If you talk with the Firefox crowd, the only reason they’ll give you, is that with fewer users, the rogue producers of malware will prefer to focus on Internet Explorer vulnerabilities. My Safari has got that angle completely covered. I did download Firefox once, but couldn’t see any real advantages over Safari. Speed of execution is sometimes mentioned, but Safari has that covered as well.
Just one word about Google Chrome before discussing a few more design flaws in IE. If you ever tried Google Chrome, you’ll understand ridiculous. It’s the most stripped off browser of them all. I suppose the philosophy was there’s genius in simplicity. And carelessness in rudimentary. I find use for it, though. RealPlayer will not be present in Safari, and gives me, for some reason, download errors with IE 8. So, if I want to download some video with RealPlayer, I have to use Google Chrome.
One important feature of Safari: if you want to get a password in some text field, all you need is to have it in a Post It (sticky note) widget, lying around the desktop. Click the password twice to select it, then drag and drop in the text input field. With Safari, a copy of the password will go to the input. With IE, the password will be cut, gets to the input, but you will no longer have it in the original Post It note. With Safari, you don’t need to type it (gotcha keyloggers) and there’s no mistake ever in transcribing to the text input. You can have multiple truly randomized passwords, and never make an error in either typing or recollection. If, during a workday, you need to log in and out of many places, this feature alone should make or break your choice of browser.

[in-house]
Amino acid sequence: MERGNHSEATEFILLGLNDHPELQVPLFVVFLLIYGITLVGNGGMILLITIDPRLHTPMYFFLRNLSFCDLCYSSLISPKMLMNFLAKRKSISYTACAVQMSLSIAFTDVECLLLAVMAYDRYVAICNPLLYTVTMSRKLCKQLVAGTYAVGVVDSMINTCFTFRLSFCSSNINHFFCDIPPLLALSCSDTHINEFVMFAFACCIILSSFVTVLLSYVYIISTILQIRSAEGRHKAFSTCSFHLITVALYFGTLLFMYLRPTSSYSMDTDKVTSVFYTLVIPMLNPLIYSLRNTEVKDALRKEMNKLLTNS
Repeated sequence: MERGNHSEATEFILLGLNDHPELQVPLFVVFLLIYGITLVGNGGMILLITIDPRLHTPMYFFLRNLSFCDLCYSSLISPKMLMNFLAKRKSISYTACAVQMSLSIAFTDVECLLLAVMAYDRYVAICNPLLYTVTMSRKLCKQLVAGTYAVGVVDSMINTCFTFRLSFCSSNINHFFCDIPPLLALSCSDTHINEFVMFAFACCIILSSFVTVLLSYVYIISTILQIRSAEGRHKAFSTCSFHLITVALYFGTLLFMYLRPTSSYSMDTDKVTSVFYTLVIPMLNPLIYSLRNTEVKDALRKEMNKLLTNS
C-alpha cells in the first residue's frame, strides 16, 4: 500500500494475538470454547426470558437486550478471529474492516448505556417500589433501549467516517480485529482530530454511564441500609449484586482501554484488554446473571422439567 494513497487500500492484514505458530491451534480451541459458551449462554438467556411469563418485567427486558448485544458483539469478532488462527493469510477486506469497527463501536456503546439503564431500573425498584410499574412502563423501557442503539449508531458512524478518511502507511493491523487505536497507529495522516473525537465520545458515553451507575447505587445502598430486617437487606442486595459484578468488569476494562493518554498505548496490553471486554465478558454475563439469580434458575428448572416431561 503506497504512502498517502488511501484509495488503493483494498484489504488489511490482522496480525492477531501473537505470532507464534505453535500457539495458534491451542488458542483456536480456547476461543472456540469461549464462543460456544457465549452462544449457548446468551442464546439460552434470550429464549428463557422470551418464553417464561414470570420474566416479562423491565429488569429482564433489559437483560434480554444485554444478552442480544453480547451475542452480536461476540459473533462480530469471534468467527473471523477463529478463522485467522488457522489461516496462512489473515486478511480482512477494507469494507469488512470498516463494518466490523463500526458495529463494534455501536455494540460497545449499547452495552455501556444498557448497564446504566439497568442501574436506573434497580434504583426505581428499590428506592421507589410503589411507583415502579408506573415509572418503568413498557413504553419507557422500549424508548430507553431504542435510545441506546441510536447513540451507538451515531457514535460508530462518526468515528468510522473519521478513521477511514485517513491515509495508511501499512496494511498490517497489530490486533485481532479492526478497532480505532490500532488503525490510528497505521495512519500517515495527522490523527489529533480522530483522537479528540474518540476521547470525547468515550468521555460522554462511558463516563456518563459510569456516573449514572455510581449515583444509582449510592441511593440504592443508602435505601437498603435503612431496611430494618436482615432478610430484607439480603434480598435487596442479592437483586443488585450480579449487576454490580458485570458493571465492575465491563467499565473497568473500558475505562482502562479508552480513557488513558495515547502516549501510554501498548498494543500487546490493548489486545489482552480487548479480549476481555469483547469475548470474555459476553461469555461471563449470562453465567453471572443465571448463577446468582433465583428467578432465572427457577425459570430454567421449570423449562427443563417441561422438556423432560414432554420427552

With Safari, I have an as-you-write spelling checker wherever I am. It’s all good, but now I have to remember when I am typing unsupervised by this feature. Handling of bookmarks is simple, as in easy, and professional. You get to have a bar over the web page, listing those you use very often (Yahoo!, Wikipedia, Dictionary, NetLingo, YouTube). You have folders and folders within folders. To move bookmarks around, just drag and drop (like in iTunes playlists). Using your browsing History again is very convenient. Safari lists sequentially and with descriptive detail, all the pages you have visited. Need to backtrack on something? Open the History and go back to where you were before. Start using these features often and you’ll see how much you need them if you work your browser as a serious or professional user that requires simple and easy. Needless to say, Internet Explorer Favorites and History are cumbersome and harder to use. The History in particular gives you some mention of sites and that’s it. Neither of these features in IE is for heavy use, as they not facilitate, you’ll go to them only once and awhile, unaware of the potential that ease of use would put in your hands.
It’s hard to have complaints for Safari in Windows, but for completeness, I’ll give them to you. Safari in Mac OS X is actually even better. If you are following a sequence of generic pages, like the results of a search, photographs in a gallery, a list of items requiring several pages, the reference in the History will be the same to them all, so you’ll have to guess either the last, or some page in the beginning. Safari in the Mac OS X gives you more detail, so these generic pages are referenced with distinctions. Finally, both IE and Google Chrome have extra blank tabs so that to create a new tab one click does the trick. In Safari, the extra new tab must be created from the drop down File menu. This really ruins the whole thing.
So, you see, being a member of the ultimate minority of minorities, does have a rationale. I have the factor of cool of a Mac user; the factor of cool of a non-IE user; and last but not least, the factor of real cool of having very good reasons to be ♫ a Safari person in a Windows world. Now, if only the Internet execs understood that!…